Police are patrolling the riverbank. But the snake is nowhere to be seen.
The Maine Warden Service say the snake is expected to lay dormant for a couple days because it just consumed a large mammal.

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CINCINNATI (AP) - A federal judge cited the defendant's "sheer greed" and damage to his family on Wednesday as she ordered an eight-year prison sentence for a Kentucky accountant who spent most of six years as a fugitive in an $8.7 million embezzlement case roaming the Appalachian Trail.
U.S. District Judge Susan Dlott went above even the prosecutor's recommended sentence for James T. Hammes, 54. She pointed to the large amount of money taken in a scheme that went on more than a decade and evidence that he had planned to assume a new identity and flee if it was discovered.
She also pointed to the impact on his loved ones, including his daughter, his second wife, and another daughter from an extramarital affair.
Dlott said Hammes had caused "more collateral damage" than she had ever seen in a case before her.
Hammes' attorney, Zenaida Lockard, indicated she will pursue an appeal of the sentence, calling it "unreasonable" under sentencing guidelines. Hammes, wearing an orange-and-white jail jumpsuit with his long hair pulled back in a ponytail and beard neatly trimmed, acknowledged that he had been selfish much of his life, but he told the judge he has changed and will continue to make changes regardless of the sentence.
"I am terribly sorry," Hammes said.
He pleaded guilty last year to wire fraud, after the FBI arrested him at a Damascus, Virginia, inn during the town's annual Trail Days festival.
"No one can run from justice forever," Benjamin C. Glassman, acting U.S. attorney, said after the sentencing. "Today his lies were punished."
Dlott also sentenced him to three years' probation and ordered him to continue making restitution - nearly $6.7 million to his employer and $1 million to its insurer.
Hammes' attorneys said he has no criminal past and spent years contemplating his wrongdoing on the trail that winds more than 2,000 miles from Georgia to Maine. Lockard introduced into evidence a photo of Hammes sitting on rocks along a river, appearing deep in thought.
"He is traveling on a road to redemption," Lockard said.
His hiking partner of some four years, Teri "Hopper" Hanavan, told the judge she credited the man she knew as "Bismarck" with helping guide her back into her faith as they attended church services along the trail.
But prosecutors said Hammes stole an identity and lived off embezzled money until a fellow hiker tipped authorities after seeing his case featured on the CNBC series "American Greed."
Hammes, a Milwaukee native who grew up in Springfield, Illinois, was the Lexington-based controller for the southern division of Cincinnati-based G&J Pepsi-Cola Bottlers Inc. The FBI said Hammes created a sham vendor account, wrote checks to it, then moved the deposits into his own accounts.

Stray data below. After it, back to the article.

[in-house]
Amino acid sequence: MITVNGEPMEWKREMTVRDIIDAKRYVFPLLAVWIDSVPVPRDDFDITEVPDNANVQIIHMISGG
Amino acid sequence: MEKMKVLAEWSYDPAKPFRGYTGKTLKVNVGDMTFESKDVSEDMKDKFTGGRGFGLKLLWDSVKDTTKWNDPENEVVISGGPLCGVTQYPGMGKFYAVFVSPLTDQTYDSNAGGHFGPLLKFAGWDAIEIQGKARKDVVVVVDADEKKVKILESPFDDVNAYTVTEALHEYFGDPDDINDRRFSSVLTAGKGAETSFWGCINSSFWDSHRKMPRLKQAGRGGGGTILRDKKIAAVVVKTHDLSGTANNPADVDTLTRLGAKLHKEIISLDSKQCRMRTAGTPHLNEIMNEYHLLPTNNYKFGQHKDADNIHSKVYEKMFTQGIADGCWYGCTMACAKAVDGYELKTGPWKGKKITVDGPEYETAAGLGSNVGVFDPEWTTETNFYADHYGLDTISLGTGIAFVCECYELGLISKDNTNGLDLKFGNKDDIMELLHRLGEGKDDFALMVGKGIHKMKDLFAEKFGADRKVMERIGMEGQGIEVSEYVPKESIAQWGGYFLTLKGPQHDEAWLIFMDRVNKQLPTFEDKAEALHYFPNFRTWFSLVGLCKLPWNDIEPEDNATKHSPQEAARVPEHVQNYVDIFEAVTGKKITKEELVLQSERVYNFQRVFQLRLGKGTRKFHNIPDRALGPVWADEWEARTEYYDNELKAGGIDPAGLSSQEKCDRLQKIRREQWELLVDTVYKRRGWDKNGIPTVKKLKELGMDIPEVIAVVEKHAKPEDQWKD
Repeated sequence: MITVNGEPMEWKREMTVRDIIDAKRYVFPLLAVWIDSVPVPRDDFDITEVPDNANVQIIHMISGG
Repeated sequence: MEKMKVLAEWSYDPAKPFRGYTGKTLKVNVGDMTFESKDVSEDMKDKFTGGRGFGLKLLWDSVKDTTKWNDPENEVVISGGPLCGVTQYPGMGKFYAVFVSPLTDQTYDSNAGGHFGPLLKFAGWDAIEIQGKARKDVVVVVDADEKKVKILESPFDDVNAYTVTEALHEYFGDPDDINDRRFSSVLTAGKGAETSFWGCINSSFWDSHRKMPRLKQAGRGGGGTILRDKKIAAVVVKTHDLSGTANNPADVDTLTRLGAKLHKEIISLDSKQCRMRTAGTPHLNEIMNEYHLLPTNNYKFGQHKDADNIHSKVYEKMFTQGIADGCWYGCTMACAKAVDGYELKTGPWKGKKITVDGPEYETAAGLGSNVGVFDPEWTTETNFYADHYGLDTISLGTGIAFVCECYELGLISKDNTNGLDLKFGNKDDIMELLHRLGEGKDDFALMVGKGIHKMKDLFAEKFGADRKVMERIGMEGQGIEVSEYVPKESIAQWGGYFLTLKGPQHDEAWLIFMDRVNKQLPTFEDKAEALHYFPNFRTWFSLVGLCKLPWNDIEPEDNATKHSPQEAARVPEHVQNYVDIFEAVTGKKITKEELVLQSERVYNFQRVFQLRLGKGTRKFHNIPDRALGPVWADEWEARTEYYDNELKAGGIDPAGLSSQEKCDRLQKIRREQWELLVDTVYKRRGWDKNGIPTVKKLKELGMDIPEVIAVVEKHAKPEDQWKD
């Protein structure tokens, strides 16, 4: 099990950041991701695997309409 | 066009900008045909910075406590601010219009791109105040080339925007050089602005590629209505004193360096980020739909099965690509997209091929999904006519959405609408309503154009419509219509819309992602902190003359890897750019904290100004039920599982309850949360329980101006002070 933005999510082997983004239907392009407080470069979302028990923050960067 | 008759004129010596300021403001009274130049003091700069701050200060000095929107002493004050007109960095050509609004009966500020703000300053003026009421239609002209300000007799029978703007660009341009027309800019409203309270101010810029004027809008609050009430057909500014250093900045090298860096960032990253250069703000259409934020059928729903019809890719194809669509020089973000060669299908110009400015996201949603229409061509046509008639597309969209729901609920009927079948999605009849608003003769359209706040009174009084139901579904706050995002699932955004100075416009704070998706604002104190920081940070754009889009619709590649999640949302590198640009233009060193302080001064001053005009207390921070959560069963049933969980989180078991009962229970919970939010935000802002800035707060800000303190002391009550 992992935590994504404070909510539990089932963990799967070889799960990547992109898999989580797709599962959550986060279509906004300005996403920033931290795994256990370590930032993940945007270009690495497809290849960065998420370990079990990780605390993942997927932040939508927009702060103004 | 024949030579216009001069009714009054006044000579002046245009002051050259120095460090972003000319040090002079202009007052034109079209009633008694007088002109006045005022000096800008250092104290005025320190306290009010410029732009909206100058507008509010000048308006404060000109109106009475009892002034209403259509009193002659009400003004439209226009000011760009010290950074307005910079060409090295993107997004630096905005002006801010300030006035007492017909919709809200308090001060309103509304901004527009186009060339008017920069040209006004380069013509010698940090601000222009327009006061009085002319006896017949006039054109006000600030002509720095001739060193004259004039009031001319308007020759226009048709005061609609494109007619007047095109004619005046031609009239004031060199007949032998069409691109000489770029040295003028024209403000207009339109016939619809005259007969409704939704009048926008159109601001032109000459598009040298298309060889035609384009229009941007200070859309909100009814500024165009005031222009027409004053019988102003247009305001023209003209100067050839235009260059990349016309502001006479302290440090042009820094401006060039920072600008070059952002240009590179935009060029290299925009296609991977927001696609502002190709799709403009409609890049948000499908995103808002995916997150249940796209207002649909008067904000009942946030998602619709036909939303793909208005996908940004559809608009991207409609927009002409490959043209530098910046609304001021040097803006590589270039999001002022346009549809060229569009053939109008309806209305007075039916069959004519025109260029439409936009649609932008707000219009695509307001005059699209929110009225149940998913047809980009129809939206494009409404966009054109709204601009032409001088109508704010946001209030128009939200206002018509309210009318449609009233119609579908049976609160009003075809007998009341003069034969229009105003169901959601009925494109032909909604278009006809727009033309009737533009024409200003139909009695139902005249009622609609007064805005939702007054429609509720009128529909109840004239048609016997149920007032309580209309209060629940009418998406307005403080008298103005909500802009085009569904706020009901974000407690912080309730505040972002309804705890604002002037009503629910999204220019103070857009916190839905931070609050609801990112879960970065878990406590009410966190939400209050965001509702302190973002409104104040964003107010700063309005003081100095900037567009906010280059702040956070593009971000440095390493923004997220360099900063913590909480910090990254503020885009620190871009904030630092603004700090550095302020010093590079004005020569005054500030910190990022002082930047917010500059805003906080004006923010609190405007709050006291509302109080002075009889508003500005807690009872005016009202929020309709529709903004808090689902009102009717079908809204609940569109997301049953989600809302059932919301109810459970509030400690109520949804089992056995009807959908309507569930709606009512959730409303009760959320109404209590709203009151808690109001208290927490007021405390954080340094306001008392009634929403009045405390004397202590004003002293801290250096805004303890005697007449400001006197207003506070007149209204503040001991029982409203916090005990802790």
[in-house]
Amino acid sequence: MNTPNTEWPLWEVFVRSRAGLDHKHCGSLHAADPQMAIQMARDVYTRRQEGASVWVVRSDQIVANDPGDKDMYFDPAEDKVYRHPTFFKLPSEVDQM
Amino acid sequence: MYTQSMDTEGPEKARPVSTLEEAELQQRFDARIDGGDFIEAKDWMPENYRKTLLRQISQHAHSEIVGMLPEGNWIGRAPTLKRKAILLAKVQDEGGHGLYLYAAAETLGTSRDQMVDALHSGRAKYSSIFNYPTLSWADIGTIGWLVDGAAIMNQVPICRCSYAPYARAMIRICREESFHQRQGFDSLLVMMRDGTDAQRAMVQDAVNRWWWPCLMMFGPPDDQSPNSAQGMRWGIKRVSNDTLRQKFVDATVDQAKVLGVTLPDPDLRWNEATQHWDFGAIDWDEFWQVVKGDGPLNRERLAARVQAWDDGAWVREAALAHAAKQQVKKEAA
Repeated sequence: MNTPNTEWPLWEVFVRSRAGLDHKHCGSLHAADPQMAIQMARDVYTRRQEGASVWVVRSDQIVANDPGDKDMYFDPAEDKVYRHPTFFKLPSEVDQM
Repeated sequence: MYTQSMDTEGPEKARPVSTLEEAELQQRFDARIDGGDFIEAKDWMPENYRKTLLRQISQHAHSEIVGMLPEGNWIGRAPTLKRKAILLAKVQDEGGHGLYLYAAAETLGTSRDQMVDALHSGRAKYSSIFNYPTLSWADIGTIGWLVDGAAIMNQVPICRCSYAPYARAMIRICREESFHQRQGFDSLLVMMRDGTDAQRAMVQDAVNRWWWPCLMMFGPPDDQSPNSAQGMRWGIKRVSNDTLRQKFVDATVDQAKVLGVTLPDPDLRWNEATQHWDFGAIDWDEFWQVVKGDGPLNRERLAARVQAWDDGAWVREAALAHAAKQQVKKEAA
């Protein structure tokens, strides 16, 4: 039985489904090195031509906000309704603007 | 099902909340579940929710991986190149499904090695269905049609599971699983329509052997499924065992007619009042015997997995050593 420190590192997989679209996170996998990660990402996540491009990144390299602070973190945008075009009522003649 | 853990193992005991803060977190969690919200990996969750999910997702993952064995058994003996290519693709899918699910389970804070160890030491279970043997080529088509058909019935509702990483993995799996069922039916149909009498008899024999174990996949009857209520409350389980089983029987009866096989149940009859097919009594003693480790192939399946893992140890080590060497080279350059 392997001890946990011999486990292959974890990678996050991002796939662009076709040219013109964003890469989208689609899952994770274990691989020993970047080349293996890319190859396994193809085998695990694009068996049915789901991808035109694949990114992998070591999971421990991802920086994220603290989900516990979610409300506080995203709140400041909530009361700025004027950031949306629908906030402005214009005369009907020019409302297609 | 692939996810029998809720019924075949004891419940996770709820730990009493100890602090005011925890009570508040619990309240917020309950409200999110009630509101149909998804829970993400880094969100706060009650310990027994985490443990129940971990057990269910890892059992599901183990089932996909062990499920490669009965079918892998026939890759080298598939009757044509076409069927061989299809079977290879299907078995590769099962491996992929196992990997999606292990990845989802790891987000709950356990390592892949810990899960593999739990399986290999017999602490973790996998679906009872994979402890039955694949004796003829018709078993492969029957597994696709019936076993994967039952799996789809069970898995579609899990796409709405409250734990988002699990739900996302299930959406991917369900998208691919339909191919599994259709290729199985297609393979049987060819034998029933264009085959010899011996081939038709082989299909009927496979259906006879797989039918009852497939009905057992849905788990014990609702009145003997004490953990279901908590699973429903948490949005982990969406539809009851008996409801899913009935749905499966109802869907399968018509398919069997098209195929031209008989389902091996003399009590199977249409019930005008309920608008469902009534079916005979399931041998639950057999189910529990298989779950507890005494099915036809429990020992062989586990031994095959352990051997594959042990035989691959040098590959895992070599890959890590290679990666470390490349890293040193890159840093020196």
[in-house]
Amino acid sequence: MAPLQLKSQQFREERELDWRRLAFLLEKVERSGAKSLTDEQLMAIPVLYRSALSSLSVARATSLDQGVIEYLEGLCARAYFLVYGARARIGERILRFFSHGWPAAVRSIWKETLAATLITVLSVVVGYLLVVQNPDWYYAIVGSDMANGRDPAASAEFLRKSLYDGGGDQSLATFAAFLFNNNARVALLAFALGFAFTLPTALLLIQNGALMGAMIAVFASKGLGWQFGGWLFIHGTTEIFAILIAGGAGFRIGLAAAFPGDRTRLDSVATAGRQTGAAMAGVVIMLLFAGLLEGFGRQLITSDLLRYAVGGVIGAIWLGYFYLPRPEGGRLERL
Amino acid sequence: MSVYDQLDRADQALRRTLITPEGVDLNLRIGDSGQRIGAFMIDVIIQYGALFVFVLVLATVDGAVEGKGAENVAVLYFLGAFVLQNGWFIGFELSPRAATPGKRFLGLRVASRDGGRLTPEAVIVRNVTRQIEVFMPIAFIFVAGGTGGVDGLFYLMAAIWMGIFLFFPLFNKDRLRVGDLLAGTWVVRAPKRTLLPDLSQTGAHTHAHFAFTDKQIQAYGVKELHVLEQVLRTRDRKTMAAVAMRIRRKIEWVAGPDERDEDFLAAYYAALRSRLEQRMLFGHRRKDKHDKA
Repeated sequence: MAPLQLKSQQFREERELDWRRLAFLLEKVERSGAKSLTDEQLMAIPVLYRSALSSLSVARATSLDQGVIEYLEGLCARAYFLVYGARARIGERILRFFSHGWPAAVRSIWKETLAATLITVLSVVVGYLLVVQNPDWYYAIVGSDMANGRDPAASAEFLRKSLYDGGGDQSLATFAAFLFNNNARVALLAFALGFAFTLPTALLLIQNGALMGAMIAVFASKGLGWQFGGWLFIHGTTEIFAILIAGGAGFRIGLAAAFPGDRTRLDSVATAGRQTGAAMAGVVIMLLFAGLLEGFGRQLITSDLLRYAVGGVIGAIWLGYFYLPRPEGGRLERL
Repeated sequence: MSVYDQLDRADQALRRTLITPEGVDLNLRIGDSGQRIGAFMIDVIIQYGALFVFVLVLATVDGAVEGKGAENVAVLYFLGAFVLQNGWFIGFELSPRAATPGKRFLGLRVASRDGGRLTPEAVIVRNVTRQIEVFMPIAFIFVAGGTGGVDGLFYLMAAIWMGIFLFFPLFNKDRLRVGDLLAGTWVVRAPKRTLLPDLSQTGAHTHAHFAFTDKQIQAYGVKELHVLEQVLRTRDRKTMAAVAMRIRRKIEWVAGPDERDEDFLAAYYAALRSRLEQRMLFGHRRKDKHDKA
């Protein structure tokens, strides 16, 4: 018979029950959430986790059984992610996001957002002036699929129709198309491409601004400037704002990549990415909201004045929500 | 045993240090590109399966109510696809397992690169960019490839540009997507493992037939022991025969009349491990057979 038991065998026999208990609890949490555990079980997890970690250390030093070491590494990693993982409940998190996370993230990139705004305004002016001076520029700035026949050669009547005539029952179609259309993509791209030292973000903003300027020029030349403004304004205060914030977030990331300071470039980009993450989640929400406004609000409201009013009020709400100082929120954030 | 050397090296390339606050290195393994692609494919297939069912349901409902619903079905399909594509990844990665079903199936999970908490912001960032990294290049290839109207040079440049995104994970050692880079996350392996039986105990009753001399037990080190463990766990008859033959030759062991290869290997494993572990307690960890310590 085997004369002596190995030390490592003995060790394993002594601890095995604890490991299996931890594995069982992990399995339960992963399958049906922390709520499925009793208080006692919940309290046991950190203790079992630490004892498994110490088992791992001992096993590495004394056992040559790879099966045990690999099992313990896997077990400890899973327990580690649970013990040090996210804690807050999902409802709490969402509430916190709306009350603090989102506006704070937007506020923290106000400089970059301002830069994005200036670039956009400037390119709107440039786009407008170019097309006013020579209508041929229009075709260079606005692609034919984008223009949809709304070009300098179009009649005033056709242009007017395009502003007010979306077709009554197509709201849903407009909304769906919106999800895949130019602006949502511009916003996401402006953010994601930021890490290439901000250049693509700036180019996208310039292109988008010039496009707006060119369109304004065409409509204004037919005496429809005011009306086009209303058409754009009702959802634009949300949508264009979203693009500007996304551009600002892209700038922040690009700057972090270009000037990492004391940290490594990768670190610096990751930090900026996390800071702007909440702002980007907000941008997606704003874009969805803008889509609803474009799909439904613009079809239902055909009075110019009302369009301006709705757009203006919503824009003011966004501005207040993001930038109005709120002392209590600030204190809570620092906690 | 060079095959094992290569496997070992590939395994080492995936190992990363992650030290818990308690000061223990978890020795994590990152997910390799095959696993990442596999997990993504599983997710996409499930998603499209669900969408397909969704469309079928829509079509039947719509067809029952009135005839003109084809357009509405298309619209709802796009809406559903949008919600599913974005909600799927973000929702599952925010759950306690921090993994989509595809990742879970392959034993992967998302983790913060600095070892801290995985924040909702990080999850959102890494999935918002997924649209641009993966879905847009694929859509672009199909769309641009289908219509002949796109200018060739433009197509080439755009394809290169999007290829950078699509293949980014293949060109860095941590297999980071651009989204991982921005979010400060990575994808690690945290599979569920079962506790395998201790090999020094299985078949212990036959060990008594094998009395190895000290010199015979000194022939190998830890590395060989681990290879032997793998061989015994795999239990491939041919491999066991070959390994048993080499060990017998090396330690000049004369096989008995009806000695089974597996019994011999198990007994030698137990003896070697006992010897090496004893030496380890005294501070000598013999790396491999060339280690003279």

Jane Ryan, of Springfield, Illinois, Hammes' former sister-in-law, wrote Dlott describing the emotional damage he had done to her niece by disappearing without a word. She said Hammes' daughter was "depressed and devastated."
Ryan also brought up again the family's suspicions that the death of Hammes' first wife, Joy, in a 2003 Lexington, Kentucky, house fire wasn't by accident, as investigators concluded.
"Eight years seems disappointing, though we are glad he is in prison now rather than hiking and enjoying life," she told The Associated Press. "He has given me and my entire family a lifetime sentence of heartache, and in the end, no amount of time in prison can take that away."

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MILWAUKEE (AP) - Milwaukee police say a customer upset with his order at a Taco Bell shot into the restaurant's drive-thru window.
Taco Bell management says that after leaving with his order, the man was upset to discover the employees forgot to add sour cream. He called the restaurant and the manager told him to come back the next day for a free meal because they were closed.
Authorities say the man returned a short time later, about 12:20 a.m. Monday, and shot at the bullet-proof window and an employee's car. No one was hurt. Police are looking for the man.

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VISTA, Calif. (AP) -- Tony Hawk has landed a 900 - a 2-and-a-half- turn trick few skateboarders dare to try- 17 years to the day after the same feat made him a household name.
Online video showed the 48-year-old trying and failing repeatedly on Monday to recreate the skate-trick breakthrough he completed at the 1999 X Games. When he finally lands it, he triumphantly whips off his helmet and elbow pads.
In the video, Hawk said he was making the attempt because he felt like he could, but adds "I never thought I'd be doing this at my age."
Jared Prindle of Hawk's 900 Films says Hawk is sore after his multiple tumbles, but "he's been rocked much harder for doing much smaller things."